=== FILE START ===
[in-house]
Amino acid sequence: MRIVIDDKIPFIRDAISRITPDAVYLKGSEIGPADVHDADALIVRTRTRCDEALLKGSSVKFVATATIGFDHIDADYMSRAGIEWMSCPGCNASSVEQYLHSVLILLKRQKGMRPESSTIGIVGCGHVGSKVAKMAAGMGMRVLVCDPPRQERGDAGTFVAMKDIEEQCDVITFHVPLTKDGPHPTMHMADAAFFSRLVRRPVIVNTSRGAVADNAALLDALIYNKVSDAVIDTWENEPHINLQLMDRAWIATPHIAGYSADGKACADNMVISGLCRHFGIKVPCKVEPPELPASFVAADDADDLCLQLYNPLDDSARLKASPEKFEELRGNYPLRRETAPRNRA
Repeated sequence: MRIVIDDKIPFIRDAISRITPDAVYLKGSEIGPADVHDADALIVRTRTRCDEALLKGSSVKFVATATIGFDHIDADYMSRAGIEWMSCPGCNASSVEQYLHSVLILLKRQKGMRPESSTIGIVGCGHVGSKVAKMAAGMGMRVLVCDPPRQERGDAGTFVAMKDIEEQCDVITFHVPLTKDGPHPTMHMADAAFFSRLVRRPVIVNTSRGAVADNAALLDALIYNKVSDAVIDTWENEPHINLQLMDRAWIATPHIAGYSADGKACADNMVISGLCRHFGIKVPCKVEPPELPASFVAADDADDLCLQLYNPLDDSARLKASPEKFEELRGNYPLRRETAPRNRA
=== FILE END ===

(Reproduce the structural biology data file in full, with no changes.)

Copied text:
[in-house]
Amino acid sequence: MRIVIDDKIPFIRDAISRITPDAVYLKGSEIGPADVHDADALIVRTRTRCDEALLKGSSVKFVATATIGFDHIDADYMSRAGIEWMSCPGCNASSVEQYLHSVLILLKRQKGMRPESSTIGIVGCGHVGSKVAKMAAGMGMRVLVCDPPRQERGDAGTFVAMKDIEEQCDVITFHVPLTKDGPHPTMHMADAAFFSRLVRRPVIVNTSRGAVADNAALLDALIYNKVSDAVIDTWENEPHINLQLMDRAWIATPHIAGYSADGKACADNMVISGLCRHFGIKVPCKVEPPELPASFVAADDADDLCLQLYNPLDDSARLKASPEKFEELRGNYPLRRETAPRNRA
Repeated sequence: MRIVIDDKIPFIRDAISRITPDAVYLKGSEIGPADVHDADALIVRTRTRCDEALLKGSSVKFVATATIGFDHIDADYMSRAGIEWMSCPGCNASSVEQYLHSVLILLKRQKGMRPESSTIGIVGCGHVGSKVAKMAAGMGMRVLVCDPPRQERGDAGTFVAMKDIEEQCDVITFHVPLTKDGPHPTMHMADAAFFSRLVRRPVIVNTSRGAVADNAALLDALIYNKVSDAVIDTWENEPHINLQLMDRAWIATPHIAGYSADGKACADNMVISGLCRHFGIKVPCKVEPPELPASFVAADDADDLCLQLYNPLDDSARLKASPEKFEELRGNYPLRRETAPRNRA